Iranian human rights and political activist Nasser Razi left Iran for Britain shortly before the Shah fell, watched closely as events unfolded, noting how the West supported the Shah until the bitter end.

If there was any justice, that should have been the end of the tale. The Iranian people fought a despotic ruler and won. Sadly, the incoming Regime was not democratic. They were just as tyrannical as the Shah, but this time they dressed their suppression up as religion.

Razi wrote on Eurasia Review: “Tragically, a genuine uprising against a corrupt regime was derailed by a despot, Khomeini who exploited lack of democratic process and the people’s religious sentiments deceived the Iranian people who demanded freedom and democracy, and established a ruthless theocracy in Iran… The ayatollah’s rule brought devastation and misery for the Iranian people and made this great civilization and international pariah.”

In 2018, there is another uprising brewing in Iran, which is taking the West by surprise and shaking the Regime to its core.

Starting in late December 2017, nationwide, anti-regime protests broke out across Iran demanding an end to the mullah’s regime and using the slogan “Down with [Suprem Leader Ali] Khamenei”.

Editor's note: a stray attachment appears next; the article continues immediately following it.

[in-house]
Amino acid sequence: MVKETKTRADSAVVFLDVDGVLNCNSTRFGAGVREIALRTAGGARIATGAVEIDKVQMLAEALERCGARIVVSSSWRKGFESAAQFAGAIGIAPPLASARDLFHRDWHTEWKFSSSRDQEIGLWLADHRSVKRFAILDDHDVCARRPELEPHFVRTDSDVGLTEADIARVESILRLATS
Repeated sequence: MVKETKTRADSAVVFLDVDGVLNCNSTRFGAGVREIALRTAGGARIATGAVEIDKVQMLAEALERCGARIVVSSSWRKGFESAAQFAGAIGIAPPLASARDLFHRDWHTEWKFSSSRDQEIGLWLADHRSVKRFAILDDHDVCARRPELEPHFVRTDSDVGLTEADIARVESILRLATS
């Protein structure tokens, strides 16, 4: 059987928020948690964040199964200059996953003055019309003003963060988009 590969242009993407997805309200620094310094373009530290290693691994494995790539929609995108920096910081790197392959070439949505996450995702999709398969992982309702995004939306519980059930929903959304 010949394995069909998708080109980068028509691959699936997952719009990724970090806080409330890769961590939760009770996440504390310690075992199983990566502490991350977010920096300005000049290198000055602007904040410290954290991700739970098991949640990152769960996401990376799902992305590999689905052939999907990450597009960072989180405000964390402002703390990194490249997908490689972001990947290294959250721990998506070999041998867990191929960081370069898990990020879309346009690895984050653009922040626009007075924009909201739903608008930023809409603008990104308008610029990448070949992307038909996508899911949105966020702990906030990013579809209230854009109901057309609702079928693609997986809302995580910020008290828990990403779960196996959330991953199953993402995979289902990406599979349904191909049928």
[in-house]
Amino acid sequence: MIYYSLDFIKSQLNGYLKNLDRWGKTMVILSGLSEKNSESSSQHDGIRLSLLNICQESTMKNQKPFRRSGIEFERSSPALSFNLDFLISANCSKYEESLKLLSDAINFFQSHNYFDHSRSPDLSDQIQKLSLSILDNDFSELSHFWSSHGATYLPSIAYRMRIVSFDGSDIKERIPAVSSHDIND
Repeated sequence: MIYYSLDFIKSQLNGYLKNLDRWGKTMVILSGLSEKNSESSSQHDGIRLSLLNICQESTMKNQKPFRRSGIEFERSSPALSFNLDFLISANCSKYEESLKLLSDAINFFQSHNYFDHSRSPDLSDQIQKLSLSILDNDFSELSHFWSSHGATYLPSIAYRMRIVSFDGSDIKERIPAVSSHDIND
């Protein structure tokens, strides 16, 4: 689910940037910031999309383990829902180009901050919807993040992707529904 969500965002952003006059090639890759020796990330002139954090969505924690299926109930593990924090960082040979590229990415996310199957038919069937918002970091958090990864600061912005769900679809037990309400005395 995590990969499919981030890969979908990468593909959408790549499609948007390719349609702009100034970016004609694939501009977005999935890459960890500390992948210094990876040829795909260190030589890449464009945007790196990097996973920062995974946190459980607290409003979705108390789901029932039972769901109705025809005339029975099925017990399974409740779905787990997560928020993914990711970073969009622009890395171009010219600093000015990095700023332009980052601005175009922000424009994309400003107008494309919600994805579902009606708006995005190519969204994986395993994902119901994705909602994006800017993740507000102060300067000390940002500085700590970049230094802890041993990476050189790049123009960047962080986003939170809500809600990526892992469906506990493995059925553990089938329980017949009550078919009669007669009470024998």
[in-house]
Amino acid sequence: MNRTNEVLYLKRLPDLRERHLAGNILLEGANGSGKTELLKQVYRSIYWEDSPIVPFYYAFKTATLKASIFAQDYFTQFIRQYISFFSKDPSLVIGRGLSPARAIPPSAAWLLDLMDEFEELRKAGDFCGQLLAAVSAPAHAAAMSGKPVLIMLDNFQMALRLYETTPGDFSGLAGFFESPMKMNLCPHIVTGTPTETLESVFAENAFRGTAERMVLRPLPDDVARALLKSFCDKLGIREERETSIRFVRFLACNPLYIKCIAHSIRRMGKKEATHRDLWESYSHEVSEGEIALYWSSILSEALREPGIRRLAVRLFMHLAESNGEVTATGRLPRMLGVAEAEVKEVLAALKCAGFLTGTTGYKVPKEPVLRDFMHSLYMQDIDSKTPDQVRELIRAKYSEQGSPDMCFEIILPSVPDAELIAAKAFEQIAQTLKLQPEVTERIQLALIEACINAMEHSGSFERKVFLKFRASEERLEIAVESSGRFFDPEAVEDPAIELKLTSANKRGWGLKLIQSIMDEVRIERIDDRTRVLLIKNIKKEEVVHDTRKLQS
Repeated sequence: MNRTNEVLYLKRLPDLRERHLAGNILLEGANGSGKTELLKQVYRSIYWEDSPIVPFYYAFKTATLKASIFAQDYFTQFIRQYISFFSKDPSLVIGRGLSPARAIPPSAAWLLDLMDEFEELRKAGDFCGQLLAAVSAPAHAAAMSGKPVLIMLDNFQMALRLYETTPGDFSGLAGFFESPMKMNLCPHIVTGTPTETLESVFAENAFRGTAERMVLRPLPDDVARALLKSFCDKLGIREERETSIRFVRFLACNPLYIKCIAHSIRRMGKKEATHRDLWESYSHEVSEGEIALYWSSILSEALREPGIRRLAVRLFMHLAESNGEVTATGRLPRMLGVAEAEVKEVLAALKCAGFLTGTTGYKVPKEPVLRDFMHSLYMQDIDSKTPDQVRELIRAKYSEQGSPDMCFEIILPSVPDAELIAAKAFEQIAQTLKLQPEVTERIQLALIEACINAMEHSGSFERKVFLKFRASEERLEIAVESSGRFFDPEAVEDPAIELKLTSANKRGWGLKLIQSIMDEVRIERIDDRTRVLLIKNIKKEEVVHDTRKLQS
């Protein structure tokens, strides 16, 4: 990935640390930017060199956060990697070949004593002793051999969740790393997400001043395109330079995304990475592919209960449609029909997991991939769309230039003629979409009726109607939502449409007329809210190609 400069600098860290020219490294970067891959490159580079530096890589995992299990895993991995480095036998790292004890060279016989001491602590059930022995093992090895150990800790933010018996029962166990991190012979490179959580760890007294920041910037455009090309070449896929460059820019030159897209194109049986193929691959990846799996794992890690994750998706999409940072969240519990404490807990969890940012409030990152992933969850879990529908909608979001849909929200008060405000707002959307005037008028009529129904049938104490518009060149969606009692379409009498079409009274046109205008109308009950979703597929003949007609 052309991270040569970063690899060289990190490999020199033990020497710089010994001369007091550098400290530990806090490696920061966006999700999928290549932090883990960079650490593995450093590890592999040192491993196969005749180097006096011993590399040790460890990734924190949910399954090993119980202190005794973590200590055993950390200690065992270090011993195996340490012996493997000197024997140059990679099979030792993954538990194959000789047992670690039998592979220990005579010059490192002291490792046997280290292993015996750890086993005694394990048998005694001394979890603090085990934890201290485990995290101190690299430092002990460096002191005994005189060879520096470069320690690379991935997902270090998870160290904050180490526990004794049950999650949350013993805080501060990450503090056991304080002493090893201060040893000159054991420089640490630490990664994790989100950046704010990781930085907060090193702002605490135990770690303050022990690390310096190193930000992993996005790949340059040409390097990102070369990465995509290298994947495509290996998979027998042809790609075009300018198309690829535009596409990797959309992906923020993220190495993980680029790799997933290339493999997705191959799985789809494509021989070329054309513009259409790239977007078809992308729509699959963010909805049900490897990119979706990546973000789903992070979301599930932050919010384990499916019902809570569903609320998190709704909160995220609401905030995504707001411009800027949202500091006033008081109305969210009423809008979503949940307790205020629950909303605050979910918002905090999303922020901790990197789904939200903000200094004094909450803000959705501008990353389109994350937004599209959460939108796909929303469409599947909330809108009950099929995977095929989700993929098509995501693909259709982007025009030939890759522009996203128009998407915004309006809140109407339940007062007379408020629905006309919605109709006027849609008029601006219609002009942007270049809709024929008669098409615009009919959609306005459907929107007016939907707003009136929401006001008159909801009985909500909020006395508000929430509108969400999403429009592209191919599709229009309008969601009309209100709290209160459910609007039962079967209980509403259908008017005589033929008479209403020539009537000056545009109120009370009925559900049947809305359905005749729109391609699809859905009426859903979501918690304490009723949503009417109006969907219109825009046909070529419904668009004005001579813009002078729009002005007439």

Khamenei blamed the protests on Iranian Resistance group, the People’s Mojahedin Organization of Iran (PMOI/MEK), who have been the victims of a vicious campaign by the mullahs since 1979.

The MEK has wide-ranging support from the Iranian people so it’s not surprising that they would be able to incite this level of protest. Not only that, but the MEK is also part of a coalition (the National Council of Resistance of Iran) that is ready and willing to govern in Iran when the mullahs fall, meaning no chance of the country falling into the hands of despots. Their president-elect Maryam Rajavi has already laid out her future for a Free Iran in a 10 point plan.

So, how should the West react this time?

The West needs to end its appeasement of Iran and get tough on the Regime. There is no hope for reform or moderation from the mullahs, but regime change by and for the people of Iran. That’s just around the corner.

Razi wrote: “The West should have learned its lessons and not be caught in its delusions. The ayatollahs are besieged with crisis. There is growing unrest. Even the most apolitical strata of the Iranian society such as the farmers have started to stage protests and strikes. Despite the nuclear agreement the Iranian economy is faltering. Corruption is rampant and Tehran seems incapable of distancing itself from sponsoring terror and fomenting unrest and havoc in the region. They are predicates to one conclusion: The status quo is untenable and Iran is moving toward big change fast.”